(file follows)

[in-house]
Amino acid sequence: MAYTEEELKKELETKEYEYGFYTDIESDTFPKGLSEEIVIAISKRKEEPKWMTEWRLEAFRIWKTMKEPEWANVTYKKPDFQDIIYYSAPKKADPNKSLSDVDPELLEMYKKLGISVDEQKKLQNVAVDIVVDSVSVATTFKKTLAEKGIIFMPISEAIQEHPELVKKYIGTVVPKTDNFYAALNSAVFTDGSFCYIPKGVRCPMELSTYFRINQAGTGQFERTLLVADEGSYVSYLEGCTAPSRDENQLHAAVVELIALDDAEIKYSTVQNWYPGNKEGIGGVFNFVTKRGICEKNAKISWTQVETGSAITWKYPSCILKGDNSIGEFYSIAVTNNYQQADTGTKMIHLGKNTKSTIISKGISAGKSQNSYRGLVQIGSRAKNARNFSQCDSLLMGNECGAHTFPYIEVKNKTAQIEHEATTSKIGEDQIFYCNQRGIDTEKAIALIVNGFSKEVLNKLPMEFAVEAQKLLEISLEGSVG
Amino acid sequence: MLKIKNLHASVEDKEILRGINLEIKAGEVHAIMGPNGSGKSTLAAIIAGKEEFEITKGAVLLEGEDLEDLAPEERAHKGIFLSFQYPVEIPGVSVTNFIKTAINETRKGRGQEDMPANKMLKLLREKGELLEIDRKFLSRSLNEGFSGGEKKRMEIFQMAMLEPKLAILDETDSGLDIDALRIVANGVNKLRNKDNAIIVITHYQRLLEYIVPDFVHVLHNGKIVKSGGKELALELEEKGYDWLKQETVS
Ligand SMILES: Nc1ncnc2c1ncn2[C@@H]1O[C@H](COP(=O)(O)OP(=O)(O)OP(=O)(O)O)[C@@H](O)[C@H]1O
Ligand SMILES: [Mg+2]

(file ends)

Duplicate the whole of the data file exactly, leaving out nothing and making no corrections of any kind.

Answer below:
[in-house]
Amino acid sequence: MAYTEEELKKELETKEYEYGFYTDIESDTFPKGLSEEIVIAISKRKEEPKWMTEWRLEAFRIWKTMKEPEWANVTYKKPDFQDIIYYSAPKKADPNKSLSDVDPELLEMYKKLGISVDEQKKLQNVAVDIVVDSVSVATTFKKTLAEKGIIFMPISEAIQEHPELVKKYIGTVVPKTDNFYAALNSAVFTDGSFCYIPKGVRCPMELSTYFRINQAGTGQFERTLLVADEGSYVSYLEGCTAPSRDENQLHAAVVELIALDDAEIKYSTVQNWYPGNKEGIGGVFNFVTKRGICEKNAKISWTQVETGSAITWKYPSCILKGDNSIGEFYSIAVTNNYQQADTGTKMIHLGKNTKSTIISKGISAGKSQNSYRGLVQIGSRAKNARNFSQCDSLLMGNECGAHTFPYIEVKNKTAQIEHEATTSKIGEDQIFYCNQRGIDTEKAIALIVNGFSKEVLNKLPMEFAVEAQKLLEISLEGSVG
Amino acid sequence: MLKIKNLHASVEDKEILRGINLEIKAGEVHAIMGPNGSGKSTLAAIIAGKEEFEITKGAVLLEGEDLEDLAPEERAHKGIFLSFQYPVEIPGVSVTNFIKTAINETRKGRGQEDMPANKMLKLLREKGELLEIDRKFLSRSLNEGFSGGEKKRMEIFQMAMLEPKLAILDETDSGLDIDALRIVANGVNKLRNKDNAIIVITHYQRLLEYIVPDFVHVLHNGKIVKSGGKELALELEEKGYDWLKQETVS
Ligand SMILES: Nc1ncnc2c1ncn2[C@@H]1O[C@H](COP(=O)(O)OP(=O)(O)OP(=O)(O)O)[C@@H](O)[C@H]1O
Ligand SMILES: [Mg+2]